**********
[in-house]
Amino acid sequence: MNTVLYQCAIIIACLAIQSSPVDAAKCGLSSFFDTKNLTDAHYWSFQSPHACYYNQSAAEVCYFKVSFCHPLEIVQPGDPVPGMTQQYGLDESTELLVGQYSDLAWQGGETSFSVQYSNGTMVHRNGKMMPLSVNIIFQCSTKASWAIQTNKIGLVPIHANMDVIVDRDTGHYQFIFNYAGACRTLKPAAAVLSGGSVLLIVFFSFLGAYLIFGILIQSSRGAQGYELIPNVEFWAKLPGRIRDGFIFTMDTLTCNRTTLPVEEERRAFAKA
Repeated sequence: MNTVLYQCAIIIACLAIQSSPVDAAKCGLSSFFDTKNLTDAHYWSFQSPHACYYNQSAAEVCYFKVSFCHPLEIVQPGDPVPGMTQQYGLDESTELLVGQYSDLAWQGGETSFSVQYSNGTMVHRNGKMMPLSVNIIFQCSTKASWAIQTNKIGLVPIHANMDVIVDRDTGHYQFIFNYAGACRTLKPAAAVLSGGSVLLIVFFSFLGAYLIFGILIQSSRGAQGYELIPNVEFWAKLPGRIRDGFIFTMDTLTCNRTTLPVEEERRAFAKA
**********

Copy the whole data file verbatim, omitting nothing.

[in-house]
Amino acid sequence: MNTVLYQCAIIIACLAIQSSPVDAAKCGLSSFFDTKNLTDAHYWSFQSPHACYYNQSAAEVCYFKVSFCHPLEIVQPGDPVPGMTQQYGLDESTELLVGQYSDLAWQGGETSFSVQYSNGTMVHRNGKMMPLSVNIIFQCSTKASWAIQTNKIGLVPIHANMDVIVDRDTGHYQFIFNYAGACRTLKPAAAVLSGGSVLLIVFFSFLGAYLIFGILIQSSRGAQGYELIPNVEFWAKLPGRIRDGFIFTMDTLTCNRTTLPVEEERRAFAKA
Repeated sequence: MNTVLYQCAIIIACLAIQSSPVDAAKCGLSSFFDTKNLTDAHYWSFQSPHACYYNQSAAEVCYFKVSFCHPLEIVQPGDPVPGMTQQYGLDESTELLVGQYSDLAWQGGETSFSVQYSNGTMVHRNGKMMPLSVNIIFQCSTKASWAIQTNKIGLVPIHANMDVIVDRDTGHYQFIFNYAGACRTLKPAAAVLSGGSVLLIVFFSFLGAYLIFGILIQSSRGAQGYELIPNVEFWAKLPGRIRDGFIFTMDTLTCNRTTLPVEEERRAFAKA